Non-bank lender hit with five-figure bill over 'joke' sacking

Judge delivers harshly critical ruling over 'opportunistic' action

Non-bank lender hit with five-figure bill over 'joke' sacking

Non-bank lender Wisr has been ordered to pay more than $50,000 for unlawfully firing a manager for making a joke that the company’s CEO exaggerated as inciting violence.

The Federal Circuit Court ruled that Wisr CEO Anthony Nantes used a business development manager’s comments on Skype as an excuse to sack her because she wouldn’t stop pressing claims that then-chief operating officer Matthew Lu said he wanted to “punch her in the face,” according to a report by The Australian Financial Review.

Judge Jonathan Forbes said the manager’s complaint about Lu set in motion the events that led to the company’s discovery of her Skype chats, but ruled that her termination wasn’t based on those messages at all, despite the company’s claims to the contrary.

“The substance of those prior complaints caused Mr Nantes to judge the Skype messages more harshly and to act opportunistically and with greater force than would have been the case had those complaints never been made,” Forbes said. “While it is argued by [Wisr] that Mr Nantes encouraged and welcomed complaints and was not irritated by them, in my opinion that was not a universal truth.”

The manager had made several complaints to the company, including that CFO Andrew Goodwin had given her phone number to a broker without her consent, AFR reported. However, an investigation was sparked by her complaint that Lu had allegedly told her boss, head of growth Peter Beaumont, that he wanted to punch her in the face. A colleague allegedly overheard the comments and admonished Lu for them.

Lu denied the allegation but said that he could not recall his comments, only that they were taken out of context, AFR reported.

Nantes told the manager he couldn’t substantiate the allegation. The manager said that when she complained to him about the investigation over coffee, Nantes became “extremely erratic.”

A few days later, Nantes told the manager to attend a meeting with him, Beaumont and Wisr’s compliance officer. At the meeting, he allegedly read from a script prepared by the company’s lawyers that said he was considering disciplining her for “offensive” online comments.

The comments included a Skype chat in which the manager, while bantering with a colleague, said, “I feel like punching someone lol” after complaining that she had only had two settles that day, AFR reported.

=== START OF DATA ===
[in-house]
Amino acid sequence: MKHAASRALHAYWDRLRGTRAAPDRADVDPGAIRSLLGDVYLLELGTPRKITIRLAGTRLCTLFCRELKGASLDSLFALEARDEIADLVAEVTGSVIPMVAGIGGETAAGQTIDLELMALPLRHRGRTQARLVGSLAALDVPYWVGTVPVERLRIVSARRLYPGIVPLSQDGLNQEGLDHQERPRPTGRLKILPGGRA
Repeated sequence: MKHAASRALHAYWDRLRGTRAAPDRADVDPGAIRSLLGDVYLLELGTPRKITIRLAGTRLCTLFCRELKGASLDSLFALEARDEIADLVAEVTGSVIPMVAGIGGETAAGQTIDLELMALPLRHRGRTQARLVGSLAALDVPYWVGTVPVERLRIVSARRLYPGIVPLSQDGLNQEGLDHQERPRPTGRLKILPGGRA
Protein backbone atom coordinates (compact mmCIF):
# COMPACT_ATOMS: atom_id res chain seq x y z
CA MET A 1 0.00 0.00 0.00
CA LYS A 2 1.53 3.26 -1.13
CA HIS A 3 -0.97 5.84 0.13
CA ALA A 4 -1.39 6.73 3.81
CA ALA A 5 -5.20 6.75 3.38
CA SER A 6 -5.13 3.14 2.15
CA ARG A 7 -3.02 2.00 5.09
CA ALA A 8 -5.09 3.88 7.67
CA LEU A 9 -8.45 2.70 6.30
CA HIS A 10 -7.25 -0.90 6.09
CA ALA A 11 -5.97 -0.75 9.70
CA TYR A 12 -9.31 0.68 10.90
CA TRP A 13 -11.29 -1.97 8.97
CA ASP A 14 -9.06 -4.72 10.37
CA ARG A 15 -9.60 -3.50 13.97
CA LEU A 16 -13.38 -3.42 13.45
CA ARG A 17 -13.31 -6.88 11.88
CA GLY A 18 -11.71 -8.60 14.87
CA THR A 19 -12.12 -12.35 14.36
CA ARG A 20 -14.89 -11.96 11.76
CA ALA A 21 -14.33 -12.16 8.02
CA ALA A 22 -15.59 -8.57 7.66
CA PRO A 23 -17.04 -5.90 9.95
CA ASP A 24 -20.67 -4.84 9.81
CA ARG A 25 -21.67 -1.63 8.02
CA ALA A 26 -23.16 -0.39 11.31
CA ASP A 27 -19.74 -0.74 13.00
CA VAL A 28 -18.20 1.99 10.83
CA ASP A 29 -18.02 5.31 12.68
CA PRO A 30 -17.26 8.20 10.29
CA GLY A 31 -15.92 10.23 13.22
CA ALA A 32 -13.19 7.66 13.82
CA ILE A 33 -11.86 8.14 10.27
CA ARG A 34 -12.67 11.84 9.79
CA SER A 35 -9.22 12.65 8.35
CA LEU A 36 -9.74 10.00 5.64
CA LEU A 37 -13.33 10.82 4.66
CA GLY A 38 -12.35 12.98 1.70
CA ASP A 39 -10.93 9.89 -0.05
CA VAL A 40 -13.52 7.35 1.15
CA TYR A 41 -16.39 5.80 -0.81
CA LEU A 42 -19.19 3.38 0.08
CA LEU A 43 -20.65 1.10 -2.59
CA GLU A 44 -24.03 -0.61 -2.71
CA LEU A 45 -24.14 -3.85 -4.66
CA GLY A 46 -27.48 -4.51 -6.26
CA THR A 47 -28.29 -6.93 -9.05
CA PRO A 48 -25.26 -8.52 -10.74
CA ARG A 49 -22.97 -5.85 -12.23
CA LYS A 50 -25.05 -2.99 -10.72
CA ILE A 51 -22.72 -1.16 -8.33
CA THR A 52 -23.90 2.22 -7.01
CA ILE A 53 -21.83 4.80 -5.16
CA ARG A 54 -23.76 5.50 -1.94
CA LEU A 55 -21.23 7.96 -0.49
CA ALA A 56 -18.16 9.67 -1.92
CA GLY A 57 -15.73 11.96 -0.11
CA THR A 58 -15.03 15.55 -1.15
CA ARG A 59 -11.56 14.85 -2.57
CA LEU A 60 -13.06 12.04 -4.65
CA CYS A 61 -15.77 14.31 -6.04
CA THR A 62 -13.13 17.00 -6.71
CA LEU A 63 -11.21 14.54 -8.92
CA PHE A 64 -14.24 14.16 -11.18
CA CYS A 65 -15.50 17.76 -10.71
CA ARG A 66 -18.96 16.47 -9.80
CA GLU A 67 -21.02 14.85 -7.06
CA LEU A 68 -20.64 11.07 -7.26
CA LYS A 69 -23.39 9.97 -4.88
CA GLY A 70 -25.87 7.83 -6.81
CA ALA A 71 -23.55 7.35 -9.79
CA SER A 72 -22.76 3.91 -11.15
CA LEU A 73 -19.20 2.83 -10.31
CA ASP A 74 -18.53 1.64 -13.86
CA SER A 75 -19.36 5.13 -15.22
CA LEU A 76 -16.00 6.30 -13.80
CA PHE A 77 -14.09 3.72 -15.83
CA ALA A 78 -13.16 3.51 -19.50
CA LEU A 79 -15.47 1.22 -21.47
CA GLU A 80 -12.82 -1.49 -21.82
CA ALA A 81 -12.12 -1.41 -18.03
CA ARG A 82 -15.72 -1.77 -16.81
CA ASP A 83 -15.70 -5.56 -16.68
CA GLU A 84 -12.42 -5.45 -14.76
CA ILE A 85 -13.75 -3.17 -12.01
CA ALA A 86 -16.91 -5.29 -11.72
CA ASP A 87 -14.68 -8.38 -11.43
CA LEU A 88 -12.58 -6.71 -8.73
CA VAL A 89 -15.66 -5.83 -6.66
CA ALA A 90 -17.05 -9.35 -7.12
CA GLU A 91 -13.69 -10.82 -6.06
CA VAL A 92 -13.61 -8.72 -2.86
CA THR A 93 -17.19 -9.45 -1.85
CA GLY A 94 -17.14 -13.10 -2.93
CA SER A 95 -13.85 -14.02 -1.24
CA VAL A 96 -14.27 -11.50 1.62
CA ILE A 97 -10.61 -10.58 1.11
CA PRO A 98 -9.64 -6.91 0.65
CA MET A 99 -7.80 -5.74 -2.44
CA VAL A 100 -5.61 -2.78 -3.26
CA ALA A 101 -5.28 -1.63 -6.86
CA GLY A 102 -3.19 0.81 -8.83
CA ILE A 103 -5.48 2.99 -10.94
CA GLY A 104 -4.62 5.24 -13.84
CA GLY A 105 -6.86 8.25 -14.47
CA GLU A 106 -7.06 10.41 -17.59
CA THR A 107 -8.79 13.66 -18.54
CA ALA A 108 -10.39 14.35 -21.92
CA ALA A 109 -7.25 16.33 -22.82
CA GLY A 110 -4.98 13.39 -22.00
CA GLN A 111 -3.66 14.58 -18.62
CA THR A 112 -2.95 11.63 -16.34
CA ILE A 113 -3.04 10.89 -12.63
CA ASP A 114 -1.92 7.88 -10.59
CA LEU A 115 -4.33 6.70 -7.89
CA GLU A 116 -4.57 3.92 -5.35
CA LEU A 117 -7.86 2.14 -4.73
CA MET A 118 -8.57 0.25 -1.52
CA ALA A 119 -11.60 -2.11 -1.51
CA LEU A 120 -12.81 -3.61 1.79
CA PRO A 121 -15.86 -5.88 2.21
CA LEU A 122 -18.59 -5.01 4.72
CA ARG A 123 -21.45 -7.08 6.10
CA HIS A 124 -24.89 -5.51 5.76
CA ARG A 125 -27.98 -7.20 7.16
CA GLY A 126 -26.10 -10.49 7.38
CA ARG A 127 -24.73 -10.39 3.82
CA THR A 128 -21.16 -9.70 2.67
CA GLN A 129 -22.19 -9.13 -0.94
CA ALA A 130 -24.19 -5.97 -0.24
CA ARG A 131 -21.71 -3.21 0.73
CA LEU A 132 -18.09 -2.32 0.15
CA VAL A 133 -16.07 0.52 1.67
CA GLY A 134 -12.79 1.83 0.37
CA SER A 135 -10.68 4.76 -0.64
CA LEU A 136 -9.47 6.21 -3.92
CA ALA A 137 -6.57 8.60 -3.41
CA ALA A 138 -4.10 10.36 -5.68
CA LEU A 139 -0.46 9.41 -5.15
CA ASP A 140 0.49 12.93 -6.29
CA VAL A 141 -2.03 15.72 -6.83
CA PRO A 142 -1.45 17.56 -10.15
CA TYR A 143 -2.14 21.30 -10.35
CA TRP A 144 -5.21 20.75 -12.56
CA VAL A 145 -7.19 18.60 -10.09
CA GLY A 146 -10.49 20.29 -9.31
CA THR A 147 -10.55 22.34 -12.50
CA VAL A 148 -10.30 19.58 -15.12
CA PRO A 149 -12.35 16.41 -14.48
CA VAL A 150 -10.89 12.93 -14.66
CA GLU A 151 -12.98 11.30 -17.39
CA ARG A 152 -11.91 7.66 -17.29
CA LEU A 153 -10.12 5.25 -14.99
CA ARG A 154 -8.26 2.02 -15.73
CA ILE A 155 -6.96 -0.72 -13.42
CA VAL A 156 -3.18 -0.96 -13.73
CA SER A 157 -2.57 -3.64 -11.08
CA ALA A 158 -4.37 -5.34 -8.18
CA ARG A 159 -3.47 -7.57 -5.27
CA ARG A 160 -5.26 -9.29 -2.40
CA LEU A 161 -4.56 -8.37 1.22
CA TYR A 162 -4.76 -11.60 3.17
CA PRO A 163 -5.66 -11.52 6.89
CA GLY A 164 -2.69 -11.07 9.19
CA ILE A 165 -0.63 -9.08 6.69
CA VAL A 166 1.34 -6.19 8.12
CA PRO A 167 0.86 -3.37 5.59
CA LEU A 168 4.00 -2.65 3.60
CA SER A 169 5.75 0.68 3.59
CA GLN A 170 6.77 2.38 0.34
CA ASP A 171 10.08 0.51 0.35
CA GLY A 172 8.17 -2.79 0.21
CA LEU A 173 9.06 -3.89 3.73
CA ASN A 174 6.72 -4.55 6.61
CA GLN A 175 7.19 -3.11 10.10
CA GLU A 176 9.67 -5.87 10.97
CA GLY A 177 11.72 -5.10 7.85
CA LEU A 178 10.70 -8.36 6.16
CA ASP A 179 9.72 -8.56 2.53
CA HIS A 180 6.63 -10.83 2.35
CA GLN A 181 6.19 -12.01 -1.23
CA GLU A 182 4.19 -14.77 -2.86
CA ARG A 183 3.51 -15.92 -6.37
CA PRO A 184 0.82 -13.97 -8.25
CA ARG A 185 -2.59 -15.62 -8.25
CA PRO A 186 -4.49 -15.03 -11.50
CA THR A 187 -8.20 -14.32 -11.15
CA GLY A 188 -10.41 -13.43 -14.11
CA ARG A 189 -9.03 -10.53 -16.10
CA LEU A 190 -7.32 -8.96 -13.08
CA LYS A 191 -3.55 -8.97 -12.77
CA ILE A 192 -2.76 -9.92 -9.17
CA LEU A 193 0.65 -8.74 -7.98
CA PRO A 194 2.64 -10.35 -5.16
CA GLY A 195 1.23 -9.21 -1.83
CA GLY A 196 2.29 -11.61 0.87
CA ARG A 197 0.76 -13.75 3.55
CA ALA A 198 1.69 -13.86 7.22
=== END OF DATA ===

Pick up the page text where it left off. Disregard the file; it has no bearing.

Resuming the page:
In another chat, the colleague joked, “I will uppercut them for u” in response to the manager saying she was getting the silent treatment at work. The manager replied, “you better.”

Within hours of the disciplinary meeting, Nantes called the manager and told her she was fired, effective immediately, because of the comments.

Nantes insisted to the court that the manager’s comment “you better” was inciting her colleague to commit an act of violence. He said that the comment was an imminent threat to the health and safety of Wisr employees and warranted her immediate termination, AFR reported.

Forbes, however, wasn’t buying it. He said he believed Nantes understood the manager’s Skype comments weren’t serious.

“I believe the CEO’s reaction to fewer than 10 words in a body of a fairly benign informal Skype chat has been exaggerated,” the judge said. “I am not satisfied that Mr Nantes had any real concern that [the manager] posed any actual threat to other employees or that she might engage in physical violence at the workplace or incite others to do so.”

Instead, Forbes said the firing was driven by the manager’s complaints about Lu’s behaviour, and that “her refusal to let go of the issue … became an increasing source of frustration for Mr Nantes.”

The judge ruled that the dismissal came about because the manager had made a workplace complaint. He ordered Wisr to pay her six months of lost income – about $45,754 – in compensation, as well as $7,000 for the distress caused by the firing.

The court has yet to determine civil penalties against the company for unlawful conduct, AFR reported.

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